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How to understand your employees’ communication styles

Only 26% of employees strongly agree their manager's feedback is helping them do better work, Gallup reports

  • Why it matters: When managers communicate effectively, they fill a critical void — helping employees access the context they need to make sense of their individual role and the feedback they need to continue doing it well, according to Gallup's It's the Manager.

Put those facts together, and we start to see a foggy disconnect many modern workplaces are wrestling to resolve. Managers may hold the power in unlocking employee productivity, but many of those same managers may not realize the updates they’re sharing could be more effective.

To get insight into what communication styles will resonate best with your employees, try a few low-lift exercises each year — or more often if you’re a small team — to make sure you continue to serve the team well. 

1. Listen to employees. The simplest way to understand how your folks best learn and absorb information is to ask them. 

  • Ask new hires how they like to learn and communicate. It could be a simple conversation or something more structured — like a "How I like to work" template — so you can analyze and understand each team member and what might work best across them. 

  • For an existing team, try a feedback survey. You could do it live in a team meeting, async with a poll, or whatever format works for you. Give your employees opportunities to share what's working and what they need more of. Share options of how you could improve or adjust the internal communications you send. Make it clear that their input will truly guide your decisions and path forward. 

2. Study how they communicate. Short of a survey, you can observe and understand team preferences and tendencies — both in how they interact with you and also one another. Consider:

  • Do they use or ask for graphs and data?
  • Are emojis more their style?
  • Do they lean toward meetings vs. chat messages?
  • Are they direct and straightforward, or do they need time and space to think about their contributions in a conversation? 

Starting to answer these questions, or others like them, can help you refine your approach — and integrate tone and tendencies that may resonate better with your team.

3. Reflect on your own style. Analyze the gaps between how you share information and how your team shares information with one another. The more you know about how you tend to communicate, the easier it is to challenge what you may want to change.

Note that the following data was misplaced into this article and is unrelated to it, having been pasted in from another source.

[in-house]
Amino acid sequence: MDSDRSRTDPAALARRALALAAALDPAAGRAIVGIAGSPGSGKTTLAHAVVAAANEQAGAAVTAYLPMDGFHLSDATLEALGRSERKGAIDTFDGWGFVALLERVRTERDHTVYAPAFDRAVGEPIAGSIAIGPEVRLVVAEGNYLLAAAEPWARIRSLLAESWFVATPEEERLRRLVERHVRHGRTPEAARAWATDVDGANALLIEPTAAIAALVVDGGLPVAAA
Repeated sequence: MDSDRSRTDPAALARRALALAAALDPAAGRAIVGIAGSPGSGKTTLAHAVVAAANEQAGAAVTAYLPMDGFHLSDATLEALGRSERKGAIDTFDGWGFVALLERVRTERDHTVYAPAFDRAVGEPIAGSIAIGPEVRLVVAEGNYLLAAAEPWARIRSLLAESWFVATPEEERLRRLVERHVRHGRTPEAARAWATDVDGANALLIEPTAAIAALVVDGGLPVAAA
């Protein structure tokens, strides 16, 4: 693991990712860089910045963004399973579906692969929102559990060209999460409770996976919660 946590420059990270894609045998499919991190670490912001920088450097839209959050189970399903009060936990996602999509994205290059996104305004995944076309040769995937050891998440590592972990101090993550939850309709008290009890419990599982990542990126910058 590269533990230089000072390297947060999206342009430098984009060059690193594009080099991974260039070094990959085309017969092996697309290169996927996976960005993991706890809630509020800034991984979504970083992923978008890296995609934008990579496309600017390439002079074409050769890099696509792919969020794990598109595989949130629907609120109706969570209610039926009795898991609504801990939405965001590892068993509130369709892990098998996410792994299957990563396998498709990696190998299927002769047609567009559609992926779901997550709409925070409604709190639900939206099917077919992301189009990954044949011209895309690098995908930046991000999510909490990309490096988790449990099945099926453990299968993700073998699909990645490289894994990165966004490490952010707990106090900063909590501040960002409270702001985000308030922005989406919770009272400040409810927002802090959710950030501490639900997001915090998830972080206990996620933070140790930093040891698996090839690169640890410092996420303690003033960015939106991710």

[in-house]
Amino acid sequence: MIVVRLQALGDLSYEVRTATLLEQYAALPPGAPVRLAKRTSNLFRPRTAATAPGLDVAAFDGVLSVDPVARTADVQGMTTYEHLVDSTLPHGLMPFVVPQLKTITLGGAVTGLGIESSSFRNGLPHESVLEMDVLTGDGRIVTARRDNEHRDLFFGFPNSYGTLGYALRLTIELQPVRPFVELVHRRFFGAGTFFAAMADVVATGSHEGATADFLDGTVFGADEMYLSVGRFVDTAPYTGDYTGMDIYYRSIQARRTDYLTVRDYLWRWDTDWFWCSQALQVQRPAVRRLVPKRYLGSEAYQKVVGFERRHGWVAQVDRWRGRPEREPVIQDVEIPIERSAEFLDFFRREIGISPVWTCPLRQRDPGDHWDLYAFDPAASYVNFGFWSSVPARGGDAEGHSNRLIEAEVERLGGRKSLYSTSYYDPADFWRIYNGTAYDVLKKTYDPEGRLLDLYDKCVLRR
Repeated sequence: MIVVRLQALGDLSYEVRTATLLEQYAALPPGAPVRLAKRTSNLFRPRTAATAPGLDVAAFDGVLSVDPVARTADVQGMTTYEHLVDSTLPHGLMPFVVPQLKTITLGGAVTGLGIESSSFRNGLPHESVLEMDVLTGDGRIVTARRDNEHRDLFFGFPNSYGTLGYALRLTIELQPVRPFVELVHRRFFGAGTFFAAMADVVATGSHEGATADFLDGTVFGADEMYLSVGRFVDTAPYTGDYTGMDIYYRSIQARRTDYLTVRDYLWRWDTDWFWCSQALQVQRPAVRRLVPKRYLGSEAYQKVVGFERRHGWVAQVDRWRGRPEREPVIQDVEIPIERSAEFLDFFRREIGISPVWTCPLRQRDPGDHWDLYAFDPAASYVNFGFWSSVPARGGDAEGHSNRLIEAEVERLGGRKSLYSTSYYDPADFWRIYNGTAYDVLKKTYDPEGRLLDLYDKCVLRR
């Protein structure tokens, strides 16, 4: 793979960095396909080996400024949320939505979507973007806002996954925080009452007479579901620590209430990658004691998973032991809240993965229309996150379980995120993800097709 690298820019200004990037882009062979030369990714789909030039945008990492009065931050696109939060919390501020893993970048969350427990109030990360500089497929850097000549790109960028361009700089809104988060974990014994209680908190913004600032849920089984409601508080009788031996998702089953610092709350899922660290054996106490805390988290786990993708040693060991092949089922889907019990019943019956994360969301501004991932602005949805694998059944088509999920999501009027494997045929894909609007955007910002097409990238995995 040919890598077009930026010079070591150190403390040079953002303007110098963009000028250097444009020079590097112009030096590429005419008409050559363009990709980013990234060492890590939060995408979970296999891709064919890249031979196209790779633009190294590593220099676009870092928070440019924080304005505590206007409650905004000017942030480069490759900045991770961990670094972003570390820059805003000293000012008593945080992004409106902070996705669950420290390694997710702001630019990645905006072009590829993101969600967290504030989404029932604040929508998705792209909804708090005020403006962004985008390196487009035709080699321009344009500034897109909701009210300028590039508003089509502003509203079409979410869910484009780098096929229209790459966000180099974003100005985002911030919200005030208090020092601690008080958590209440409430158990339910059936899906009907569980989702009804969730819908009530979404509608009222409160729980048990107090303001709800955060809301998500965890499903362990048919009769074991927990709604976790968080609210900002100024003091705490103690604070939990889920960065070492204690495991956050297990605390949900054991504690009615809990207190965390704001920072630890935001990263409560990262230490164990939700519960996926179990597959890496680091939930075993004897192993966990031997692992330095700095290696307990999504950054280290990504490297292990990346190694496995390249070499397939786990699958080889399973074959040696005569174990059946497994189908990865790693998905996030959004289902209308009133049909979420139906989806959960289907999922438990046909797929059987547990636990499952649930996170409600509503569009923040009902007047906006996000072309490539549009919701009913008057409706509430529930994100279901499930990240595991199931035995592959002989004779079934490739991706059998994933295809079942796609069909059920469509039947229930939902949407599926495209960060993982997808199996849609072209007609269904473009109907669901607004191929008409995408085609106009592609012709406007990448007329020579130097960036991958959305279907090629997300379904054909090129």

• Review your last handful of written updates. Do you always send out messages in the same format? The same length? The same tone? That might be your go-to style. Knowing that can help you realize where you're comfortable and where you can expand. 

  • Reflect on the agenda for your last few 1:1s or team meetings. Does the team come prepared? Or are there questions and discussions that tend to take things off course? Focus on seeing if your team has what they need to stay focused or if another touchpoint could help. 

4. Set a new standard. Use what you learn to adjust what, when, where, or how often you share internal communications with your team. Discuss why you're making changes and what they can expect going forward. And use this as a final milestone to take and incorporate their feedback. 

  • Figure out a consistent day and time to send communications, and stick to that schedule. That will build habit and trust with your readers. 
  • Consider using this moment to further upskill the team. Encourage key folks to collaborate on these essential communications — so they feel further bought-in, stay involved, and understand that they have true influence in how vital details are shared today and in the future. 

5. Revisit and revise. As new folks join and leave the organization, you'll need to revisit what information needs to be shared — and how employees best receive it. Try to do this each half of the year, depending on the size of your team. The world around us is always changing, and our strategies need to keep pace, too. 

The bottom line: The core of strong communication is understanding your audience, meeting them where they are, and offering the actionable insight and context they need to be successful. It also takes a lot of time, care, and empathy. But once you find a winning option, you'll be setting yourself up for future success. 

Go deeper: Hybrid 2.0: The powerful role managers play in modern workplace communications


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